I’ll say a thing or two in response:

1) An apology wouldn’t hurt, rather than to merely rationalize/explain/discount your actions. Leaves a bad aftertaste… once social trust is violated, EVEN in jest, it’s very hard to ever get it back.

Your point about “why didn’t anyone else think of this before” is completely besides the point, because yes, anyone can think of ways to game systems and violate social trust, which doesn’t mean that one should do so. Social context is after all built on social TRUST, and NOT social calculation/darwinism/”warfare”. Without initial trust, there is no social media, only firewalls, and the internet equivalent of “guns trained on you”.

It’s a bit like you threw a tear gas grenade into a crowded marketplace, and then say: “Haha, that was so easy, why didn’t anyone think of this before”.

And the resulting sense of “we were had by Bruce Wagner” may not soon be forgotten. Probably not what you had in mind.

2) Despite what you claim, RT counter lists are a useful aspect of Twitter, because it turns it into a great crowd-sourcing/trending tool. Some have claimed this function alone could overtake Google, at least for news/recency items “search”.

Whether or not it gets you followers is NOT the main point, and neither is it the main point of Twitter in my view: Since the social context makes it exceedingly tricky to sell anything to your 1st level followers/friends/etc., your reach lies in fact more in your connection to your 1st level, and whether they respond to you and/or might endorse something you put out there.

3) A further important point is that you are IMO drawing a false conclusion re: the number of followers you didn’t seem to gain from catapulting yourself onto the RT count lists, a so called “post hoc” fallacy: There are likely a number of factors that would go into anyone’s decision to follow you based on RT counts, among them at least: perceived quality of the information RT’d, which includes the perceived stature/credibility of the original sender.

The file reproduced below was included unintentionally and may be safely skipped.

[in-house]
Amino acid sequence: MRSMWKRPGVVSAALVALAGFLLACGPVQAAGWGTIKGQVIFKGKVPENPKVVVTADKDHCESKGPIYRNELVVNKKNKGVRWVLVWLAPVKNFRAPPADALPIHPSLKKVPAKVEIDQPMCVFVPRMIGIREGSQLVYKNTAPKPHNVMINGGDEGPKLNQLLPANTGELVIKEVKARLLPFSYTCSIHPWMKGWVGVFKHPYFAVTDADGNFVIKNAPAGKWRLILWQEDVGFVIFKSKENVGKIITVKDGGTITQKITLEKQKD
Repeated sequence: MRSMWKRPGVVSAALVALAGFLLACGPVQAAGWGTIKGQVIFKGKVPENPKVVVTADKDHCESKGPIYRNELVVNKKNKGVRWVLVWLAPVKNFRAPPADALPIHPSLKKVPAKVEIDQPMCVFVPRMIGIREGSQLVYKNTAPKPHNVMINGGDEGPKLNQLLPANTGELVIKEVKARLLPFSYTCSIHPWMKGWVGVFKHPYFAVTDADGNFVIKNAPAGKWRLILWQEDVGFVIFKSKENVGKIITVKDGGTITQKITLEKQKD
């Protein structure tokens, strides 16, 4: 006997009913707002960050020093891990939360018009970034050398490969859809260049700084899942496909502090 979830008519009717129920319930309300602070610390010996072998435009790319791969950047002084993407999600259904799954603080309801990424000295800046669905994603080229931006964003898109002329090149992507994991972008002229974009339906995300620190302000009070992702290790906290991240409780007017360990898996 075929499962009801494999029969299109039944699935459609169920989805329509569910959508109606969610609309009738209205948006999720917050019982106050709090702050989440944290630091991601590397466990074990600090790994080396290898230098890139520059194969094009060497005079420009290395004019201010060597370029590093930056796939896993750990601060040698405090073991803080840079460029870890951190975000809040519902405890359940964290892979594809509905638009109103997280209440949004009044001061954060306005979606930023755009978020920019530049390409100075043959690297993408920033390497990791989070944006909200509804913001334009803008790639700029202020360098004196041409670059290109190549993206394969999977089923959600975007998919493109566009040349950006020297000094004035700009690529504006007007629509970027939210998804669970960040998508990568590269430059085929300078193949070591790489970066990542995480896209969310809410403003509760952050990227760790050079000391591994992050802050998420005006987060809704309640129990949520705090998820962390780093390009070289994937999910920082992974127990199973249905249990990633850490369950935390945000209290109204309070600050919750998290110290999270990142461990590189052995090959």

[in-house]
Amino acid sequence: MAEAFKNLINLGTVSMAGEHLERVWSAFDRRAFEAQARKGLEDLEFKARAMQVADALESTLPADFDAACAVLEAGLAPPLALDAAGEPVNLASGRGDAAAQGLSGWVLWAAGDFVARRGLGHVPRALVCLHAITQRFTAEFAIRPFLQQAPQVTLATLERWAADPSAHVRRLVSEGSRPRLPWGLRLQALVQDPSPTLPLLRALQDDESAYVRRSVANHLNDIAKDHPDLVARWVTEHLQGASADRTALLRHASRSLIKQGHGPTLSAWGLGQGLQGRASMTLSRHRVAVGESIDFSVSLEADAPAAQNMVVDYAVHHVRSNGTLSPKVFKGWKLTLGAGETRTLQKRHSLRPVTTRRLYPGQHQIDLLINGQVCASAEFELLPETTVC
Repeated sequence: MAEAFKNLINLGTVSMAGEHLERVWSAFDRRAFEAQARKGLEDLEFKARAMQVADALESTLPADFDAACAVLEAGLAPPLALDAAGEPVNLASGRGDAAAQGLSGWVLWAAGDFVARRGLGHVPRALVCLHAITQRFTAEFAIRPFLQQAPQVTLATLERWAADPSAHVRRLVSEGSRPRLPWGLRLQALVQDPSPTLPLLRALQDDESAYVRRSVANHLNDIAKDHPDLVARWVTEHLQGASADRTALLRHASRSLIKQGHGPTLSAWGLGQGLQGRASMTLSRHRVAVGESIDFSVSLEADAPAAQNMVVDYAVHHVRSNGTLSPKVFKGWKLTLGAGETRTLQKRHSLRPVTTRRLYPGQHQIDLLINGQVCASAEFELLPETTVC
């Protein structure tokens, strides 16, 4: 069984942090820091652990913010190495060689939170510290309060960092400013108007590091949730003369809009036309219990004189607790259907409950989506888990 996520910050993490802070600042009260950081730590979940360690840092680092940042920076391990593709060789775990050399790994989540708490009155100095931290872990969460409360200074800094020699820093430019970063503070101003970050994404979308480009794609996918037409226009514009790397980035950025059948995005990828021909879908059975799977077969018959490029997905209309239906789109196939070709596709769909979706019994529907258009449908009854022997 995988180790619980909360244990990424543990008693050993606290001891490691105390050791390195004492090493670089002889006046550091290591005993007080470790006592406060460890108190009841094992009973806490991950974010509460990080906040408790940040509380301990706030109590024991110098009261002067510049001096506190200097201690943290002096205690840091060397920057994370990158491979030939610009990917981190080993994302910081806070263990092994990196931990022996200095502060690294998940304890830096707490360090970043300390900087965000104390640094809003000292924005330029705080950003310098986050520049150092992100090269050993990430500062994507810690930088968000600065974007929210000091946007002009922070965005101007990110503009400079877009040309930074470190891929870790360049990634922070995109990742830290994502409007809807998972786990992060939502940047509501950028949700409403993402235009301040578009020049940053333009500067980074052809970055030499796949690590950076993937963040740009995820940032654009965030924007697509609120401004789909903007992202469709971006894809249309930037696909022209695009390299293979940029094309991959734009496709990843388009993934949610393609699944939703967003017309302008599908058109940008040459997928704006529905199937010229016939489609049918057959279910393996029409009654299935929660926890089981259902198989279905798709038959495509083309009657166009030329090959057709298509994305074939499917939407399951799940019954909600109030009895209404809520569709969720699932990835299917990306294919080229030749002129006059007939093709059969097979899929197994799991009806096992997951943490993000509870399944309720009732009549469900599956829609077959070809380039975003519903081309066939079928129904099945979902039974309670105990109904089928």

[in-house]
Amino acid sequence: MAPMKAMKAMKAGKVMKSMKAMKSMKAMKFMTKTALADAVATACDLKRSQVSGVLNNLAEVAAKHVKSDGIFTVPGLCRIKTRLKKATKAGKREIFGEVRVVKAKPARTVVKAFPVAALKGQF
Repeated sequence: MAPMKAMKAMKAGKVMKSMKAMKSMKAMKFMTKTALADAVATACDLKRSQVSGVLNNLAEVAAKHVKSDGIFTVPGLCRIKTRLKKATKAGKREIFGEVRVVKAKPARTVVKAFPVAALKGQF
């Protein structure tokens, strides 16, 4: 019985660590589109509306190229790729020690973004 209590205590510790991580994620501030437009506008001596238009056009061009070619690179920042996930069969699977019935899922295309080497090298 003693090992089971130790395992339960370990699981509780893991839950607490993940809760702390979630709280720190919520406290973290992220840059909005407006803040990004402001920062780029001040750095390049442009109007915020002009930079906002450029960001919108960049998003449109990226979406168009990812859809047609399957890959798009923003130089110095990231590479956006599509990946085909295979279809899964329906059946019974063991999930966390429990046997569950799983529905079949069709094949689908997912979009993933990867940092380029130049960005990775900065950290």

Hate to break it to you, but you weren’t e.g. @Mashable quite yet. See, he has built up a consistent reputation for disseminating cutting edge news aboout Web 2.0, etc. (even though I don’t fully agree with his Twitter/SM strategy – he is missing the social/conversation component). That counts heavily in people’s decision to follow him (even though he doesn’t follow back), and further disseminate the information to their followers/friends, assuming that the information will be valuable nearly every time.

Which shows the ultimate flaw in your thinking about this: Rather than add value, which would/could have given people a reason to RT your stuff all of their own accord, you had to resort to a scammy “experiment”. Waste of your time and ours. If you were as smart as you are cunning, you would have left that one in the mental box for “thought experiment only”. Largely because you already knew/could have known the outcome. Oh well, maybe next time.

And this is the tragedy of all of this kind of “black hat” thinking/scheming: It is ultimately short-sighted, and intellectually lazy. As my friend @BenMack would say: “Think stronger.”

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